I want to make a new file that rearranges those lines so that the [number]s run from highest to lowest and [space][line number from original file] is added to the end of each line.

[string of letters][space][highest number][space][line number from original file]
[string of letters][space][next highest number][space][line number from original file]
[string of letters][space][third highest number][space][line number from original file]
[string of letters][space][second lowest number][space][line number from original file]
[string of letters][space][lowest number][space][line number from original file]

These new files will be named [original file name]-[string of letters]-sorted.txt and there will be one for each [original file name]-[string of letters].txt file.

Thing 4:

Create file [original file name]-output03 (I'm at three now, right?) by copying [original file name]-output 01

Read through file, for every [string of letters][number] replace it with uh, how do I say this?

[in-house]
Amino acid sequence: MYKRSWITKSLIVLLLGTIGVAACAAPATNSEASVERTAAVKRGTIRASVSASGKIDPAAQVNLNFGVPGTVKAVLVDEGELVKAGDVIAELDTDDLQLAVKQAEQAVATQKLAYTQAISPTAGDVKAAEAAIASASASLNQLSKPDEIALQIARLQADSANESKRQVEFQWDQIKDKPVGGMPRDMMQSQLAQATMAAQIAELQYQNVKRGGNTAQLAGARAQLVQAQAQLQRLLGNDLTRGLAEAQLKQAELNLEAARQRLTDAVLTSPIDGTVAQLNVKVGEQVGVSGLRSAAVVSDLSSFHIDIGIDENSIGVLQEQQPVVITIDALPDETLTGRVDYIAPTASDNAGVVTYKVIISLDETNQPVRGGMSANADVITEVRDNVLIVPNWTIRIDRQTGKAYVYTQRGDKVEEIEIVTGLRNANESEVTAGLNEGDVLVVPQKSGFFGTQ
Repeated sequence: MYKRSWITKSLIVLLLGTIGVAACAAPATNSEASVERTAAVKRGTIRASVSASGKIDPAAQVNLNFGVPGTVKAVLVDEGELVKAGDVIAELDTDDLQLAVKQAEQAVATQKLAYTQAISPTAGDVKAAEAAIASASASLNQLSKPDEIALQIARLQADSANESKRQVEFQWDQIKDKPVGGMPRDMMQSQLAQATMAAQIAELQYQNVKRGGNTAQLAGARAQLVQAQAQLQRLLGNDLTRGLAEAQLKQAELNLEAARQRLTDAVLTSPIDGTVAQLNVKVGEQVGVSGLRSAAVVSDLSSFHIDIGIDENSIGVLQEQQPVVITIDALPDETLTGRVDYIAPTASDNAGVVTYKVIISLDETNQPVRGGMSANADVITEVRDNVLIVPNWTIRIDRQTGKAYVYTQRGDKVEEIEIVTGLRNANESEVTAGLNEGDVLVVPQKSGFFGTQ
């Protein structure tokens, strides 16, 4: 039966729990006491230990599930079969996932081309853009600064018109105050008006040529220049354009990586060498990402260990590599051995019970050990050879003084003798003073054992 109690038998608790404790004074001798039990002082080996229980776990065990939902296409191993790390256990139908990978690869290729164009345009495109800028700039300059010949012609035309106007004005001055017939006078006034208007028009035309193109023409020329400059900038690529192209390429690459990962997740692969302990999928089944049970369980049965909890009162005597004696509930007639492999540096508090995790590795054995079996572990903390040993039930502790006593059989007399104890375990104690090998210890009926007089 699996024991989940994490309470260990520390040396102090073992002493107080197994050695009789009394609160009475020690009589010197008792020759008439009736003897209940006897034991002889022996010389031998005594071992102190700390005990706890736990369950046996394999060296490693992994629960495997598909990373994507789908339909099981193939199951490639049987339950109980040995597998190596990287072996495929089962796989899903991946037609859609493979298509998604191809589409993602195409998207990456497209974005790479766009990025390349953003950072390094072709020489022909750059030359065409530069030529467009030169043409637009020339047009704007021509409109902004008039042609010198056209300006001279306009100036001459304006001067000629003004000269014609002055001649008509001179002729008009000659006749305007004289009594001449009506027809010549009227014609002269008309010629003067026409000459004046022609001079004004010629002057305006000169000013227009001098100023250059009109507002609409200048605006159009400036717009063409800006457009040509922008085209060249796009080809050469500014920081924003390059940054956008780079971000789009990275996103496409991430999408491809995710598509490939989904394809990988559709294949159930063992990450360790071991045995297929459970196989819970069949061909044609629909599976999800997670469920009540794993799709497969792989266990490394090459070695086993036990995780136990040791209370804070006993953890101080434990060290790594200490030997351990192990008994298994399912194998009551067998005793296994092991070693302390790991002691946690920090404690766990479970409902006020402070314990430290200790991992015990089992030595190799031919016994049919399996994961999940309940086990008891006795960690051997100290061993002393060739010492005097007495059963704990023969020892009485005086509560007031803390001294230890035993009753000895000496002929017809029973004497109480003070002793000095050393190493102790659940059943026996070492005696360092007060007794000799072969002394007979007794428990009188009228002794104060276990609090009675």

Well I have to try it again  because I got it totally wrong the first time, good thing I caught it before I posted this.

[original file name]-output 01 will be entirely of the form [string of letters][number][space][string of letters][number][space][string of letters][number][space] and so on, with nary a line break in sight.

Assuming that I take the things between the spaces ([string of letters][number]) one at a time (so I don't have to worry about changing something I already changed) what I want to do is this, look at [original file name]-[string of letters]-sorted.txt find the line where [number] is the last number in that line.  Replace [number] with the line number.

So essentially I'm replacing the numbering of output 1, where things are numbered by when they first appear, with a numbering that has [string of letters]1 be the most frequent and [string of letters]2 the second most frequent, and so on.

In [original file name]-[string of letters].txt the line numbers correspond to when [first string of letters] was first mentioned.  In [original file name]-[string of letters]-sorted.txt the line numbers corrispond to how frequently [first string of letters] was mentioned (with 1 being the most frequent.)